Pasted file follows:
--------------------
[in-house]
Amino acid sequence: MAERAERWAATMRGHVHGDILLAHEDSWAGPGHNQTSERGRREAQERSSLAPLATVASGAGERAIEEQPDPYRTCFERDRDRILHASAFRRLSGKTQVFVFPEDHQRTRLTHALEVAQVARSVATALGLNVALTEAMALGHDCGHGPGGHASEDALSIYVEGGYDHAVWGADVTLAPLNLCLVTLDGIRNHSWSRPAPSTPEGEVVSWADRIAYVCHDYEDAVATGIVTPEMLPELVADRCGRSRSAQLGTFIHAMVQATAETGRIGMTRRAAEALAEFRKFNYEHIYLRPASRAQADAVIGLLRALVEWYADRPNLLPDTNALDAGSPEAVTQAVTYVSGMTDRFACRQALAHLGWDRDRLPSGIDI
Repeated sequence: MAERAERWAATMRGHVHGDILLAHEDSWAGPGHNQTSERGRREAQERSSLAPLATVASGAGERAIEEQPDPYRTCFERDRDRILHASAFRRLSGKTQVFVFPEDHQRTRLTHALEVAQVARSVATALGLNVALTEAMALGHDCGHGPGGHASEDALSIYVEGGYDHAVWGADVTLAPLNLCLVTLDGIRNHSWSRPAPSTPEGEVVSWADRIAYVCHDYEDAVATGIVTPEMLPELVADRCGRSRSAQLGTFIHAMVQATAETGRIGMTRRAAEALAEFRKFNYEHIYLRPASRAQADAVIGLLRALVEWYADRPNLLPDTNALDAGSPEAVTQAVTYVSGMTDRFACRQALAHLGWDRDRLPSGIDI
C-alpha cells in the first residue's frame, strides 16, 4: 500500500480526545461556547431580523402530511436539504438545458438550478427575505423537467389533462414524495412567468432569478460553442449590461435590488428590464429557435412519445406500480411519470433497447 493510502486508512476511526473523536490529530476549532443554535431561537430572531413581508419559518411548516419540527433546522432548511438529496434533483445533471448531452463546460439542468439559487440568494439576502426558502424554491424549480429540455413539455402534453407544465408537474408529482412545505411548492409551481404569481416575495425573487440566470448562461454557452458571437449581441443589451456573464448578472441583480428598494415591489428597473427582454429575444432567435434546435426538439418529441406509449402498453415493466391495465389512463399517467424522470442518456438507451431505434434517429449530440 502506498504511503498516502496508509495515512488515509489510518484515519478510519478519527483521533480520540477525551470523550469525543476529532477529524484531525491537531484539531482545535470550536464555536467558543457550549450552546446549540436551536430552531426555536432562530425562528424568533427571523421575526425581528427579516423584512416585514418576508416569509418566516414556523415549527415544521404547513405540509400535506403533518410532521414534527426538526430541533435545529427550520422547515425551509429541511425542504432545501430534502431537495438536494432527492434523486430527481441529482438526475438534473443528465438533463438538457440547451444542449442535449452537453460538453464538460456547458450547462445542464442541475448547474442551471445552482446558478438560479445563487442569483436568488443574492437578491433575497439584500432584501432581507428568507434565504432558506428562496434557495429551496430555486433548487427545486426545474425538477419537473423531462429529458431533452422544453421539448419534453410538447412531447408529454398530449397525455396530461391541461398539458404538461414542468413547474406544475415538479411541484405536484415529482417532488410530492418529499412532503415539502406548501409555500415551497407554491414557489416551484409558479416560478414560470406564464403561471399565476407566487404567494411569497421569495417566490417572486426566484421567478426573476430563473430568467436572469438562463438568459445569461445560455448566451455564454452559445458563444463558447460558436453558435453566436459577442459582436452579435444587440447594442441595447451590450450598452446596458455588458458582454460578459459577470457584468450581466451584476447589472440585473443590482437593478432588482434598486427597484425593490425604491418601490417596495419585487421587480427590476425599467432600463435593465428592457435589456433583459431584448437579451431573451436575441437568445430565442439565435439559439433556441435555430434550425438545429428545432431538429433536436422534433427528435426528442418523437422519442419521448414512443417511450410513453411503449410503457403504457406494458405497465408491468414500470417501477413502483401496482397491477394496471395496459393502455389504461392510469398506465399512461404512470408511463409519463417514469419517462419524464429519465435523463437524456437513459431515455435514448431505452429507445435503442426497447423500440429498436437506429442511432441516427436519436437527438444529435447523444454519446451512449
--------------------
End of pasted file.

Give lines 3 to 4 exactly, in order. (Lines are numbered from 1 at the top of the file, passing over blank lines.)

Repeated sequence: MAERAERWAATMRGHVHGDILLAHEDSWAGPGHNQTSERGRREAQERSSLAPLATVASGAGERAIEEQPDPYRTCFERDRDRILHASAFRRLSGKTQVFVFPEDHQRTRLTHALEVAQVARSVATALGLNVALTEAMALGHDCGHGPGGHASEDALSIYVEGGYDHAVWGADVTLAPLNLCLVTLDGIRNHSWSRPAPSTPEGEVVSWADRIAYVCHDYEDAVATGIVTPEMLPELVADRCGRSRSAQLGTFIHAMVQATAETGRIGMTRRAAEALAEFRKFNYEHIYLRPASRAQADAVIGLLRALVEWYADRPNLLPDTNALDAGSPEAVTQAVTYVSGMTDRFACRQALAHLGWDRDRLPSGIDI
C-alpha cells in the first residue's frame, strides 16, 4: 500500500480526545461556547431580523402530511436539504438545458438550478427575505423537467389533462414524495412567468432569478460553442449590461435590488428590464429557435412519445406500480411519470433497447 493510502486508512476511526473523536490529530476549532443554535431561537430572531413581508419559518411548516419540527433546522432548511438529496434533483445533471448531452463546460439542468439559487440568494439576502426558502424554491424549480429540455413539455402534453407544465408537474408529482412545505411548492409551481404569481416575495425573487440566470448562461454557452458571437449581441443589451456573464448578472441583480428598494415591489428597473427582454429575444432567435434546435426538439418529441406509449402498453415493466391495465389512463399517467424522470442518456438507451431505434434517429449530440 502506498504511503498516502496508509495515512488515509489510518484515519478510519478519527483521533480520540477525551470523550469525543476529532477529524484531525491537531484539531482545535470550536464555536467558543457550549450552546446549540436551536430552531426555536432562530425562528424568533427571523421575526425581528427579516423584512416585514418576508416569509418566516414556523415549527415544521404547513405540509400535506403533518410532521414534527426538526430541533435545529427550520422547515425551509429541511425542504432545501430534502431537495438536494432527492434523486430527481441529482438526475438534473443528465438533463438538457440547451444542449442535449452537453460538453464538460456547458450547462445542464442541475448547474442551471445552482446558478438560479445563487442569483436568488443574492437578491433575497439584500432584501432581507428568507434565504432558506428562496434557495429551496430555486433548487427545486426545474425538477419537473423531462429529458431533452422544453421539448419534453410538447412531447408529454398530449397525455396530461391541461398539458404538461414542468413547474406544475415538479411541484405536484415529482417532488410530492418529499412532503415539502406548501409555500415551497407554491414557489416551484409558479416560478414560470406564464403561471399565476407566487404567494411569497421569495417566490417572486426566484421567478426573476430563473430568467436572469438562463438568459445569461445560455448566451455564454452559445458563444463558447460558436453558435453566436459577442459582436452579435444587440447594442441595447451590450450598452446596458455588458458582454460578459459577470457584468450581466451584476447589472440585473443590482437593478432588482434598486427597484425593490425604491418601490417596495419585487421587480427590476425599467432600463435593465428592457435589456433583459431584448437579451431573451436575441437568445430565442439565435439559439433556441435555430434550425438545429428545432431538429433536436422534433427528435426528442418523437422519442419521448414512443417511450410513453411503449410503457403504457406494458405497465408491468414500470417501477413502483401496482397491477394496471395496459393502455389504461392510469398506465399512461404512470408511463409519463417514469419517462419524464429519465435523463437524456437513459431515455435514448431505452429507445435503442426497447423500440429498436437506429442511432441516427436519436437527438444529435447523444454519446451512449